Light emitting diodes (LEDS) and complementary metal oxide semiconductor (CMOS) cameras can be found on a billion smart phones internationally. Fujifilm Medical Systems is the first to introduce them on a flexible endoscope, the Eluxeo 700 Series.
LED is a new light in the closed, dark world where gastroenterologists work. The industry-standard for all other endoscopes is a xenon light source.
The firm’s innovation in applying everyday LEDs is to use four independently controlled light sources, each responding to a specific wavelength across the spectrum from blue-violet at 400 nanometres up to red at 650 nanometres.
The ability to alter combinations of spectral wavelengths at the source splits radically from a decade that has seen the widespread use of light filtering to enhance contrast levels and aid clinicians in distinguishing neoplastic lesions from healthy mucosal tissue.
‘This is a next generation endoscope, the first with specific spectral settings to target mucosal layers, and also the first to use CMOS technology,’ explained Jacques Bergman MD, a specialist in gastroenterology and endoscopic intervention at the Academic Medical Centre in Amsterdam, the Netherlands.
‘LED excitation is new, instead of xenon light in a fibre running down the endoscope, and four light sources presents enormous potential for investigating ways of highlighting disease.’
Bergman believes there is no end to the possibilities for this system. ‘These are very promising tools for the assessment of GI diseases,’ added Emmanuel Coron MD, from the University Hospital Nantes, France, ‘and we should validate the clinical impact of this technical achievement.’
In February 2016, a paper published in Clinical Endoscopy directly compared filtering a single xenon light source against combinations of the technologies used by Fujifilm; it demonstrated that filtering light limited the ability to distinguish lesions distant from the immediate view of the endoscope camera, but that by adding a greater intensity of white light, while boosting hues in the red region of the spectrum, microstructures as well as microvasculature were highlighted.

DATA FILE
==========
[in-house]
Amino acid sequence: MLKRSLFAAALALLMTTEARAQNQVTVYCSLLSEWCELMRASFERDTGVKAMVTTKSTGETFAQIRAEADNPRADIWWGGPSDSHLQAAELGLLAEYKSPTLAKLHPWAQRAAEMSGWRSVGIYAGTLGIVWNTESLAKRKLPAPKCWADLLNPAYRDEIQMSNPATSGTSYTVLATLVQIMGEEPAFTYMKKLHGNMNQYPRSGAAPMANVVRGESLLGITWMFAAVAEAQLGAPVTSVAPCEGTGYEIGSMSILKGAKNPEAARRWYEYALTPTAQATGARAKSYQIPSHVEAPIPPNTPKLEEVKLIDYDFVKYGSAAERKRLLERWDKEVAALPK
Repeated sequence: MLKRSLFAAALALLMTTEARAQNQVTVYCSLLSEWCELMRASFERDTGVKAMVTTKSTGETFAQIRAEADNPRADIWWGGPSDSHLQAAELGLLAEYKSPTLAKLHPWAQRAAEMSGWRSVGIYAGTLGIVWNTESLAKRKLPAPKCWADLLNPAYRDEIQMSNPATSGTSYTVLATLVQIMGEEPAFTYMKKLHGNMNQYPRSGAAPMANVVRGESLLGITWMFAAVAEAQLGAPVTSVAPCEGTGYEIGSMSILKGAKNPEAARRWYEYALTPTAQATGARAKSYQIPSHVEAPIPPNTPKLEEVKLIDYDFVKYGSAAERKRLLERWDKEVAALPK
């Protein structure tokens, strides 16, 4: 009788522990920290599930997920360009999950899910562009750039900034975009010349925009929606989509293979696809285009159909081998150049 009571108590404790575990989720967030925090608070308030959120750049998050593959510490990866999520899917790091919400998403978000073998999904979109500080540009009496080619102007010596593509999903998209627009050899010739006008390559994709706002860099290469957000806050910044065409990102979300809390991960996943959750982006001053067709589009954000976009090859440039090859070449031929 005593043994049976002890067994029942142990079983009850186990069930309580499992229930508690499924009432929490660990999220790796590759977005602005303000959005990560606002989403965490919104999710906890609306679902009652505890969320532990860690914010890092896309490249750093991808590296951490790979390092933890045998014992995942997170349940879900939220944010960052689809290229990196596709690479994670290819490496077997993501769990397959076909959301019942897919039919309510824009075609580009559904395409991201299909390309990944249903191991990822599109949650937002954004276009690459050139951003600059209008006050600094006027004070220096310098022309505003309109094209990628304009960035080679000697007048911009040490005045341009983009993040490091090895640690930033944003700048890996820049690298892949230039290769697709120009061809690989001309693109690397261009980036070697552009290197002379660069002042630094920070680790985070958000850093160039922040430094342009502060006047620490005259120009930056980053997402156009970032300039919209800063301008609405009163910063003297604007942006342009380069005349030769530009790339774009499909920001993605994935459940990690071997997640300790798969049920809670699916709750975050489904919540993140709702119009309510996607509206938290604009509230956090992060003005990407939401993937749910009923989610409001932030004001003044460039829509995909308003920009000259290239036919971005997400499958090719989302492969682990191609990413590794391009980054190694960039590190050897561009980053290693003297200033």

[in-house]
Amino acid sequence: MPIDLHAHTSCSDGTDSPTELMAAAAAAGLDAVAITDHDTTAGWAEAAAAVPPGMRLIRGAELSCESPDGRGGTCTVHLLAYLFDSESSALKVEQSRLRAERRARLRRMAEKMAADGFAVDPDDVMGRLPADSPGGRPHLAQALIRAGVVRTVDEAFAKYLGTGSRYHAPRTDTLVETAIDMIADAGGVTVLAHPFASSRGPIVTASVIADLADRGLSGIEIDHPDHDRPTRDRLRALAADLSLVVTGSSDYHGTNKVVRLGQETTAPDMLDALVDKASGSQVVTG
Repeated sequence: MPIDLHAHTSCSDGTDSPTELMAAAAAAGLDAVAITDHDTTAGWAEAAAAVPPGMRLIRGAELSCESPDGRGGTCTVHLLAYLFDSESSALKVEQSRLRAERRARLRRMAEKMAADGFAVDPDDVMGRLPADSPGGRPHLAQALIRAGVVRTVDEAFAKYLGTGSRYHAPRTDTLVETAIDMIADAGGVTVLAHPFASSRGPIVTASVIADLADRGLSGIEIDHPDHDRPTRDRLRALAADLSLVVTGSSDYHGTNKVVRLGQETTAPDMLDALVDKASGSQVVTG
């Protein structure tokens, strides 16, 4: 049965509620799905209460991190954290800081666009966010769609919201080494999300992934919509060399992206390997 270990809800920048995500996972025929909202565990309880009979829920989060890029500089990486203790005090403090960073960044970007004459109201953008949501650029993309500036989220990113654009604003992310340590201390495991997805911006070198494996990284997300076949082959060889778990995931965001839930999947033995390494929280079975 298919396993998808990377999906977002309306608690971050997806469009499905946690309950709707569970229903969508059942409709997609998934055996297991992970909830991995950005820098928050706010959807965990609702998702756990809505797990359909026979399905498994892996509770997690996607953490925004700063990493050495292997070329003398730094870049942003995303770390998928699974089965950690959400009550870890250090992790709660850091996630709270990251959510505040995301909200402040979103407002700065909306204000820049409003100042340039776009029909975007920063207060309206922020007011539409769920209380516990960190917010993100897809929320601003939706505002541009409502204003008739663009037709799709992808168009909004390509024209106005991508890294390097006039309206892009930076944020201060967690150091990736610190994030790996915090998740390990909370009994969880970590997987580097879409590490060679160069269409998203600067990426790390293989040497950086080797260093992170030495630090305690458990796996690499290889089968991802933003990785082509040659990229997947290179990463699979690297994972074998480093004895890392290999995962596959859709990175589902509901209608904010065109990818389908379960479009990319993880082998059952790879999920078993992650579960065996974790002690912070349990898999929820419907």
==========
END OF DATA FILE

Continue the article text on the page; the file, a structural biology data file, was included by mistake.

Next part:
The short wavelength of blue light LED illumination corresponds with the light absorption of haemoglobin at 410 nanometres, which is why microvasculature shows up more brilliantly.
The variable LED combinations can also increase contrast in the 650-nanometre wavelength, which improves detection of inflammation or the delineation of tumour margins.
The Eluxeo offers push-button switching between three pre-set modes for white light, blue light illumination (BLI) and linked colour imaging (LCI), each holding advantages for detecting, characterising and delineating the margins of diseased tissue.
‘The BLI created by four LEDs provides a high contrast in white light and I believe the contrast enrichment with BLI is the future, said Helmut Neuman MD, University of Mainz, Germany. ‘But also, by using this CLI imaging mode, white becomes even more white, while red gets more red, and this becomes a very interesting technology for the early detection of lesions and delineation before performing an endoscopic therapy.’
With a useful life estimated at almost 10,000 hours, LEDs should also prove to be more cost-effective than xenon lamps that need to be changed after 500 hours, according to Ronald Grieger, head of the endoscopy marketing group for Fujifilm Europe.